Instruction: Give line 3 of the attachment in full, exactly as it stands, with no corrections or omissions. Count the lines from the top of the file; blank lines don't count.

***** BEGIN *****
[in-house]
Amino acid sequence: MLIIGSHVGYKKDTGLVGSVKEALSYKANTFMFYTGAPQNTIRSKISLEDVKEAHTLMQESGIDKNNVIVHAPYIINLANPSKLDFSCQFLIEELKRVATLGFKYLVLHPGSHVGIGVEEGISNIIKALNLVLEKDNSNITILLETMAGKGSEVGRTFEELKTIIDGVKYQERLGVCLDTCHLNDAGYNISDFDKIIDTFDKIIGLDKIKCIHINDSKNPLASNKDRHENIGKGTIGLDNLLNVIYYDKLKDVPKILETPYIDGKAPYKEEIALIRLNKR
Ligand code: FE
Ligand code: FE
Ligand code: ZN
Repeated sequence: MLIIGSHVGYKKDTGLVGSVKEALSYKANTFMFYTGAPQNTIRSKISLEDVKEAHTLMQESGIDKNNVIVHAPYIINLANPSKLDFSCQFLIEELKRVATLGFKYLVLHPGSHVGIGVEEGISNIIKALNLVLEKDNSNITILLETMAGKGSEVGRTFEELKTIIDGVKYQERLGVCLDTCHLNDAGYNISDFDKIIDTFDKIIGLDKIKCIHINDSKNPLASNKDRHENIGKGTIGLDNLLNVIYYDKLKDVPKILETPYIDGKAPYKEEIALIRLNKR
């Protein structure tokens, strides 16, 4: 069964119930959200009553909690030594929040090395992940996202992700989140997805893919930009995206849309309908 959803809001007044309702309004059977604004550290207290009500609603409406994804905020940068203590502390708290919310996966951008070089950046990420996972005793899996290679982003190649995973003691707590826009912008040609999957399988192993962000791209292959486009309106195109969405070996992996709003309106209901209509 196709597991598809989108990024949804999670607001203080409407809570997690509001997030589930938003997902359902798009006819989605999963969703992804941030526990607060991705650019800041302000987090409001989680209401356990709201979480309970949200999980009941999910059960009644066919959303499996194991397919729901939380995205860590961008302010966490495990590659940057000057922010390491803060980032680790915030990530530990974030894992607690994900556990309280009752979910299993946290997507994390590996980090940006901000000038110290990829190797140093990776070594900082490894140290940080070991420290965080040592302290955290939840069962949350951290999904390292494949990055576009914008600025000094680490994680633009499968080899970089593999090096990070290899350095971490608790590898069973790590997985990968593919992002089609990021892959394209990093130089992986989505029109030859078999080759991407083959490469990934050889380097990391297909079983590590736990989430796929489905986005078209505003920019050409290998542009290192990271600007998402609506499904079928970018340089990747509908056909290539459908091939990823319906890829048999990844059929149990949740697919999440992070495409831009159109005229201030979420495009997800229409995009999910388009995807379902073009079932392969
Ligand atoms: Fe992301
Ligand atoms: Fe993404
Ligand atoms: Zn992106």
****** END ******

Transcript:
Ligand code: FE